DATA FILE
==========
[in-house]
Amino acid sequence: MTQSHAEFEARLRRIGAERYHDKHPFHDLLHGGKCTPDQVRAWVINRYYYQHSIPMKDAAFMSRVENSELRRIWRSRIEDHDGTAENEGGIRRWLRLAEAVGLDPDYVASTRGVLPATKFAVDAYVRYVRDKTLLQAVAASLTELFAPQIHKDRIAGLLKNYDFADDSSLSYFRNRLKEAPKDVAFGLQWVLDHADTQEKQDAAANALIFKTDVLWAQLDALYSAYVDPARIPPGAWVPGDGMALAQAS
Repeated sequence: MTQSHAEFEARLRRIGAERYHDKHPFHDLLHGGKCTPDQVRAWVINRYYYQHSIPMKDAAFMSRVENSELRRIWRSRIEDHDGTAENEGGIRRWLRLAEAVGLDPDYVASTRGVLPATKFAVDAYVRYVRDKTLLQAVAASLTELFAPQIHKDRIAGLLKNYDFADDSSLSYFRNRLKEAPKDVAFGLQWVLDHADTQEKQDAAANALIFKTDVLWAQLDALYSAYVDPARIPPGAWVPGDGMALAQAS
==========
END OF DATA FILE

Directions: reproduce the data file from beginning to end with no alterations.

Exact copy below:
[in-house]
Amino acid sequence: MTQSHAEFEARLRRIGAERYHDKHPFHDLLHGGKCTPDQVRAWVINRYYYQHSIPMKDAAFMSRVENSELRRIWRSRIEDHDGTAENEGGIRRWLRLAEAVGLDPDYVASTRGVLPATKFAVDAYVRYVRDKTLLQAVAASLTELFAPQIHKDRIAGLLKNYDFADDSSLSYFRNRLKEAPKDVAFGLQWVLDHADTQEKQDAAANALIFKTDVLWAQLDALYSAYVDPARIPPGAWVPGDGMALAQAS
Repeated sequence: MTQSHAEFEARLRRIGAERYHDKHPFHDLLHGGKCTPDQVRAWVINRYYYQHSIPMKDAAFMSRVENSELRRIWRSRIEDHDGTAENEGGIRRWLRLAEAVGLDPDYVASTRGVLPATKFAVDAYVRYVRDKTLLQAVAASLTELFAPQIHKDRIAGLLKNYDFADDSSLSYFRNRLKEAPKDVAFGLQWVLDHADTQEKQDAAANALIFKTDVLWAQLDALYSAYVDPARIPPGAWVPGDGMALAQAS